Historical Figure a writer’s mind can be a powerful thing…!

Hence, it acquires a lot more than intelligence and the ability to write. It is a combination of the author’s deepest feelings captured by his/her life’s circumstances of the present and the past, that leads itself to readable words on a piece of paper. Sadegh Hedayat is among the most remarkable writers of Iran whose works can be identified by this notion.

He was born in Tehran in 1903 to a well respected family. According to his brother, Mahmoud, Sadegh was a very lovable child whose sweet speech and
wit was always admired. Though, by the age of six, he displayed a lack of desire to play with children of his age and became an introvert.

He finished his secondary education at a French school, St. Louise Academy in Tehran, where he took full responsibility of writing, publishing, and distributing the school’s newspaper. Thereafter, he was sent to Europe on a government scholarship to study dentistry. He eventually gave up that goal and focused on the study of pre-Islamic language and literature. He explored the works of many well-known writers and admirers such as Omar Khayam, Dostoevski, and Rainer Maria Rilke.

Hedayat was fascinated by the philosophies of Buddha and Zoroaster (Zartosht). He published “ “Ensan va Heyvan”” (“”Man and Animal””) in 1924
and became a vegetarian in defense of the animal kingdom against the ravage
of men. Later on he distributed “”Favayedeh Giyah Khari”” (The Advantage of Vegetarianism) in Berlin.

Through Rilke’s admiration of “”death””, Hedayat became intrigued with the “”knowledge of the unknown.”” So much in fact that he tried to commit suicide
in 1927 by drowning himself in River Marne in Paris. In a letter to his brother, Hedayat wrote, “”I did something really crazy, but luckily it did not do me in!”” The cause for his behavior still remains unknown, but one could guess that he must have led a complicated life.

Upon his return to Iran in 1930, Hedayat’s first line of short stories called “”Zindeh Be Goor”” (Buried alive) was distributed, but he felt isolated from freely putting his thoughts down. He left for India around 1936 where he published his masterpiece “”Buf-i Kur”” (Blind Owl). The novel was withheld from publication in Iran until 1941, due to the controversial issues that it contained.

The “”Blind Owl”” says a lot about Hedayat’s character and his state of mind:

The novel’s central emphasis is on the modernized women of his era. The dual image of women as the virtuous and the prostitute is not well absorbed by the male standards of the 30’s. Hedayat’s frustration with this phenomenon sets women as the core problem of life and death. Since, women are the birth-givers; they can not be the heavenly creatures forbidden from misconduct or sexual intimacy. The author’s inability to deal with this realism brings him to a stage of psychological disturbance.

By the end of 1930’s, Hedayat’s career as a writer reached the end of its lifespan. His addiction to drugs and alcohol was a gateway to self destruction as a writer and eventually himself. On April 4, 1951, Hedayat ended his miserable days by committing suicide for the second and last time.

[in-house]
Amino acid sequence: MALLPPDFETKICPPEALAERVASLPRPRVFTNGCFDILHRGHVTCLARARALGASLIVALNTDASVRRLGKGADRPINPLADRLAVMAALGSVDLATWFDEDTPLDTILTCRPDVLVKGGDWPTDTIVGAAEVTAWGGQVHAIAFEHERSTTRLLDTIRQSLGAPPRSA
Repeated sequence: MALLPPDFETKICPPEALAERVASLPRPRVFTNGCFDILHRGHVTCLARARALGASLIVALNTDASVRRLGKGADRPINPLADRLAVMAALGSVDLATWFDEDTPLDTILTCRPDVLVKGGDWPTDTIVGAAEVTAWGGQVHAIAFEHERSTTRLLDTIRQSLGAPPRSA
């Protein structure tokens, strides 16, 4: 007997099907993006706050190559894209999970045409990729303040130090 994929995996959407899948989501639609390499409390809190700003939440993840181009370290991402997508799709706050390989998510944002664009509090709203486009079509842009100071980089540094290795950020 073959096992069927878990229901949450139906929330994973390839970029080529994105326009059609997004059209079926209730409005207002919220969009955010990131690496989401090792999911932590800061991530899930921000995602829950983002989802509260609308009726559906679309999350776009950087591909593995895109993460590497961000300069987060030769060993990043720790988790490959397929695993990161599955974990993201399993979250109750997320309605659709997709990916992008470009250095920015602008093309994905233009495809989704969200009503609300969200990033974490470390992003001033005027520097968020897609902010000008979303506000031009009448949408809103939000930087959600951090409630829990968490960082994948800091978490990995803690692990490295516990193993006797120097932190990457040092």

Aside from being a writer, Sadegh Hedayat was also a painter and an admirer
of music. Although his literary works seem disturbing, even as we speak, his academic ambition as an artist, his creative mind, and his recognition as the best writer of his time, makes Sadegh Hedayat an unforgettable figure in our history!

Forugh Farrokhzad

Thus far, I have introduced you to a number of legendary men
in our history. Stereotypically, it’s rare for us to view women as great heroes and legends. This month I would like to introduce you to a woman who has given birth to the power of self-expression in ancient Iran: a freedom of speech foreign to women of her time!

Born in Tehran in 1935, Forugh Farrokhzad is one of the rare cases of Iranian women who defeated the rigid image of feminism in the early 19th century.

She discovered her talents at the age of 15 and attended Kamal-ol-Molk’s Technical School seeking knowledge in the fields of painting and dressmaking. Although both subjects were appealing to her, (specially painting which became a second avenue of her talents), she captured self expression in poetry. At the age of 16, she married her cousin Parviz Shapoor and gave birth to her only child, Kamyar a year later. Within two years after her son’s birth, her marriage failed and she left her son and husband to pursue her passion as an independent woman. The greatest importance in Farrokhzad’s three stages of development as a woman: her marriage, divorce, and abandoning of her child, was her personal declaration of conflicts between social expectations and her own tendencies:

It was I who laughed at futile slurs.

The one that was branded by shame

I shall be what I’m called to be, I said

But, oh the misery that “woman” is

my name.

Her decision to pursue poetry was against the norm of women at that time; hence, it attracted much attention and opponents. “The Captive”, “The Wedding Band”, and “Call to Arms” resemble her perspectives on conventional marriage, difficulty of women in Iran, and her incapability to live a conventional life as a mother and a wife. She suffered a nervous breakdown in September of 1955 that led her to a psychiatric clinic. Following her recovery, she went to Europe for a period of nine months during which she studied film and became acquainted with writer and cinematographer, Ebrahim Golestan. Her most famous work, “The House is Black” was filmed in 1962 with the help of her colleagues who believe that it represented Farrokhzad’s view of contemporary Iran.

She has published five volumes of her poetry, 4 of which became available during her lifespan and the fifth volume that was published after her death: “Prisoner” (1955), “The Wall” (1957), “Rebellion” (1958), “Another Birth” (1964), and “Let Us Believe in the Beginning of the Cold Season” (1965). Farrokhzad was killed in 1967 in a fatal car accident at the early age of 32.
Her tomb in Zahiro-Doleh cemetery in Tehran is regularly visited by thousands
of her most loyal fans.

Forugh Farrokhzad is one of the most distinct women in Iran’s history. She
has been able to defeat the social norms of symbolic restraint in woman’s